Contributing to research themes:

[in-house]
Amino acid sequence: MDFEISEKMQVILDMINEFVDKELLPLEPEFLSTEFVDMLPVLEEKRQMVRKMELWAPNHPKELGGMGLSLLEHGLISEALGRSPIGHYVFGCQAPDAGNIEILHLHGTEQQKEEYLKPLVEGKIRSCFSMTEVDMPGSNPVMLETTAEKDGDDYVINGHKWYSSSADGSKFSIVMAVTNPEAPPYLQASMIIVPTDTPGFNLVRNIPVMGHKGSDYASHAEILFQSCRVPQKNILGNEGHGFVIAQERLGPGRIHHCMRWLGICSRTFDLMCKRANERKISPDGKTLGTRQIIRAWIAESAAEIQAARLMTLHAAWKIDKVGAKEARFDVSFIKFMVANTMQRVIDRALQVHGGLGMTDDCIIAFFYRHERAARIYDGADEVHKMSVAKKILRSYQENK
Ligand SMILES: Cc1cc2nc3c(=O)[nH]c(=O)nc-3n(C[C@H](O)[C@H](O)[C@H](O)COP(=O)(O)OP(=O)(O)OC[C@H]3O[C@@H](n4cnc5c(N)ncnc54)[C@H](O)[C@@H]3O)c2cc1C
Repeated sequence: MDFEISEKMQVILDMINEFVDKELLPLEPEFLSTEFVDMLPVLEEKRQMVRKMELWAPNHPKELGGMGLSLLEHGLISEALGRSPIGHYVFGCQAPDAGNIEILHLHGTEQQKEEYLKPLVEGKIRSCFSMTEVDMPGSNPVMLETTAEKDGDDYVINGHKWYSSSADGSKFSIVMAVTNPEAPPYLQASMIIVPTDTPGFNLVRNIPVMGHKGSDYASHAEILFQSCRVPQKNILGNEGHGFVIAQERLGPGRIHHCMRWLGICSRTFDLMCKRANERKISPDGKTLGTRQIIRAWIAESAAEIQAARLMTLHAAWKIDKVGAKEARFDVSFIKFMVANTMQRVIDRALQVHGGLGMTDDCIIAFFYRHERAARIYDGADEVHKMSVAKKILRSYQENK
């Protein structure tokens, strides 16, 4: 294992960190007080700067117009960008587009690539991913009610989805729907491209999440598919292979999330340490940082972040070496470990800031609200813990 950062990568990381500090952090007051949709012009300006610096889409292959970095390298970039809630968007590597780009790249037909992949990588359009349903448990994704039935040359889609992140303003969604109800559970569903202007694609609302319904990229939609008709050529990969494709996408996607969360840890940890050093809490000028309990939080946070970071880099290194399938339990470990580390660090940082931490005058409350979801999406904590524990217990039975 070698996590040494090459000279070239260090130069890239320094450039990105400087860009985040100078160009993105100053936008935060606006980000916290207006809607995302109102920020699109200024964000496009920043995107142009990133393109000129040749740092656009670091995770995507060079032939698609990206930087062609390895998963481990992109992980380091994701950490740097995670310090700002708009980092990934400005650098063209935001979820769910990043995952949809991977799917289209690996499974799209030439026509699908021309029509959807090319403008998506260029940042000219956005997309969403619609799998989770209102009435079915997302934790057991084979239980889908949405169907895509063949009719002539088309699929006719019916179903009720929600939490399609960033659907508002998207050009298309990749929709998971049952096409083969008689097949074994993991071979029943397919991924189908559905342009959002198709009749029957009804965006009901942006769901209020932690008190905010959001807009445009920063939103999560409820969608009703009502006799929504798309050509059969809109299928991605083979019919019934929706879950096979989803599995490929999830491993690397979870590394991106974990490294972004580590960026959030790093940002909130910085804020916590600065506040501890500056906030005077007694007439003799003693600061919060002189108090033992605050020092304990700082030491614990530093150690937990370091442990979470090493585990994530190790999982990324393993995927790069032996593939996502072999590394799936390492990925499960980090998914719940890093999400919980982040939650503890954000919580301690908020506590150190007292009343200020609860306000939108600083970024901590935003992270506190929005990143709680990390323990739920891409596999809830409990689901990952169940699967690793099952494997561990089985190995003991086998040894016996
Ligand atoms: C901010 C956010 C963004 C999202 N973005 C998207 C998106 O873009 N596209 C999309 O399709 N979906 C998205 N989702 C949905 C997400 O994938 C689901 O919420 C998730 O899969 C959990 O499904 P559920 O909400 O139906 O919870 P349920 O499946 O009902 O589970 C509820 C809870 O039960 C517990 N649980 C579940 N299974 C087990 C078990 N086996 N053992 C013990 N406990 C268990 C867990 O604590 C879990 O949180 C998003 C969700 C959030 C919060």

B cells play a central role in the immune response to both SARS-CoV-2 infection and vaccination, but the development of the B cell receptor (BCR) repertoire in both contexts has not been defined nor compared. We analysed serial samples from 171 SARS-CoV-2-infected individuals with a range of disease severities together with 63 vaccine recipients, and found marked differences in the global BCR repertoire after natural infection compared to vaccination. Following infection, the proportion of BCRs bearing IgG1/3 and IgA1 isotypes increased, somatic hypermutation (SHM) was markedly decreased and, in patients with severe disease, expansion of IgM and IgA clones was observed. In contrast, after vaccination the proportion of BCRs bearing IgD/M isotypes increased, SHM was unchanged and expansion of IgG clones was prominent. Infection generated a broad distribution of SARS-CoV-2-specific clones predicted to target the spike protein whilst vaccination produced a more focused response mainly targeting the spike’s receptor-binding domain. These findings offer insights into how different immune exposure to SARS-CoV-2 impacts upon BCR repertoire development, potentially informing vaccine strategies.